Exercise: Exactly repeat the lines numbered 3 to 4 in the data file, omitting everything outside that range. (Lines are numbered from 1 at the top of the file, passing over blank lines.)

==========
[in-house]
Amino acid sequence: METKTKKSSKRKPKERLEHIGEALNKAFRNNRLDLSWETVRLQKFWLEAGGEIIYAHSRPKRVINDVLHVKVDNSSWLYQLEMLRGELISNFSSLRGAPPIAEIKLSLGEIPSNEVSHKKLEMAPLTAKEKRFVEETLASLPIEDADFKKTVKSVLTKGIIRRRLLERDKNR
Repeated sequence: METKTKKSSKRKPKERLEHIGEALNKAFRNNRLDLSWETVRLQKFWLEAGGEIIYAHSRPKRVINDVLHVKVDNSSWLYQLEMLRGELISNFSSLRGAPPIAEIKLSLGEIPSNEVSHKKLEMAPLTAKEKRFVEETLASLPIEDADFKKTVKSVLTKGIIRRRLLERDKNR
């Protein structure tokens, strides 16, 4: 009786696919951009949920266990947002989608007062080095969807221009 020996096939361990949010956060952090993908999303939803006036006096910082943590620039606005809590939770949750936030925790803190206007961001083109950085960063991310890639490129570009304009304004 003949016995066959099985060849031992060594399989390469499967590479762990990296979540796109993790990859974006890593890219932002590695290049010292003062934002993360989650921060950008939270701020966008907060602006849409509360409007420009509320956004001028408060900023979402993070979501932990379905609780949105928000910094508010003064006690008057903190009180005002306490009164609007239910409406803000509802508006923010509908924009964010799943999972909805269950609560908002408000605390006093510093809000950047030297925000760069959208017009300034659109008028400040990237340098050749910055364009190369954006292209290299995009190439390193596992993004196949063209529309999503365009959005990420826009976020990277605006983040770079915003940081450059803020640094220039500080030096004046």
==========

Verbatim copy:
Repeated sequence: METKTKKSSKRKPKERLEHIGEALNKAFRNNRLDLSWETVRLQKFWLEAGGEIIYAHSRPKRVINDVLHVKVDNSSWLYQLEMLRGELISNFSSLRGAPPIAEIKLSLGEIPSNEVSHKKLEMAPLTAKEKRFVEETLASLPIEDADFKKTVKSVLTKGIIRRRLLERDKNR
């Protein structure tokens, strides 16, 4: 009786696919951009949920266990947002989608007062080095969807221009 020996096939361990949010956060952090993908999303939803006036006096910082943590620039606005809590939770949750936030925790803190206007961001083109950085960063991310890639490129570009304009304004 003949016995066959099985060849031992060594399989390469499967590479762990990296979540796109993790990859974006890593890219932002590695290049010292003062934002993360989650921060950008939270701020966008907060602006849409509360409007420009509320956004001028408060900023979402993070979501932990379905609780949105928000910094508010003064006690008057903190009180005002306490009164609007239910409406803000509802508006923010509908924009964010799943999972909805269950609560908002408000605390006093510093809000950047030297925000760069959208017009300034659109008028400040990237340098050749910055364009190369954006292209290299995009190439390193596992993004196949063209529309999503365009959005990420826009976020990277605006983040770079915003940081450059803020640094220039500080030096004046």